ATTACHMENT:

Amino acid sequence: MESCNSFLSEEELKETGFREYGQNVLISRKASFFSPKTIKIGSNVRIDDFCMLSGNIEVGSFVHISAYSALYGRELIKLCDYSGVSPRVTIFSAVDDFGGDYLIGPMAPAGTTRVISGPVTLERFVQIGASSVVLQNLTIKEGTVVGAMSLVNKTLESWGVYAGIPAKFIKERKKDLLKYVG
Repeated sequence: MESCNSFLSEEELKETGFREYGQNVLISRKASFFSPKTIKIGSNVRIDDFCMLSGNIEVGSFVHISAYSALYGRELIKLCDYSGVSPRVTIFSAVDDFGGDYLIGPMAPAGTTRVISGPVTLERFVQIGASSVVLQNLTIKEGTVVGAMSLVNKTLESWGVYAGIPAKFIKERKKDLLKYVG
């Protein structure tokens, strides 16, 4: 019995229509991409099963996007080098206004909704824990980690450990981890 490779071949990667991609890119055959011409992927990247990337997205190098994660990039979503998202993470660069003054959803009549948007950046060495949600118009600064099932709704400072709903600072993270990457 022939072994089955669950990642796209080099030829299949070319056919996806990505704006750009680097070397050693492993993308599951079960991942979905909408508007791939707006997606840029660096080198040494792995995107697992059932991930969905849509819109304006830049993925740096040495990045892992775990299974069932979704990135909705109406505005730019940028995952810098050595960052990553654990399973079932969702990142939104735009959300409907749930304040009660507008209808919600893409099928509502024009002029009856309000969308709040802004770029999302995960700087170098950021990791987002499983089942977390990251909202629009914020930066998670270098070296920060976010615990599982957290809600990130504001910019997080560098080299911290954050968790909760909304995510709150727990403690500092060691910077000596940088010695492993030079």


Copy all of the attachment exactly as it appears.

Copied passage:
Amino acid sequence: MESCNSFLSEEELKETGFREYGQNVLISRKASFFSPKTIKIGSNVRIDDFCMLSGNIEVGSFVHISAYSALYGRELIKLCDYSGVSPRVTIFSAVDDFGGDYLIGPMAPAGTTRVISGPVTLERFVQIGASSVVLQNLTIKEGTVVGAMSLVNKTLESWGVYAGIPAKFIKERKKDLLKYVG
Repeated sequence: MESCNSFLSEEELKETGFREYGQNVLISRKASFFSPKTIKIGSNVRIDDFCMLSGNIEVGSFVHISAYSALYGRELIKLCDYSGVSPRVTIFSAVDDFGGDYLIGPMAPAGTTRVISGPVTLERFVQIGASSVVLQNLTIKEGTVVGAMSLVNKTLESWGVYAGIPAKFIKERKKDLLKYVG
């Protein structure tokens, strides 16, 4: 019995229509991409099963996007080098206004909704824990980690450990981890 490779071949990667991609890119055959011409992927990247990337997205190098994660990039979503998202993470660069003054959803009549948007950046060495949600118009600064099932709704400072709903600072993270990457 022939072994089955669950990642796209080099030829299949070319056919996806990505704006750009680097070397050693492993993308599951079960991942979905909408508007791939707006997606840029660096080198040494792995995107697992059932991930969905849509819109304006830049993925740096040495990045892992775990299974069932979704990135909705109406505005730019940028995952810098050595960052990553654990399973079932969702990142939104735009959300409907749930304040009660507008209808919600893409099928509502024009002029009856309000969308709040802004770029999302995960700087170098950021990791987002499983089942977390990251909202629009914020930066998670270098070296920060976010615990599982957290809600990130504001910019997080560098080299911290954050968790909760909304995510709150727990403690500092060691910077000596940088010695492993030079």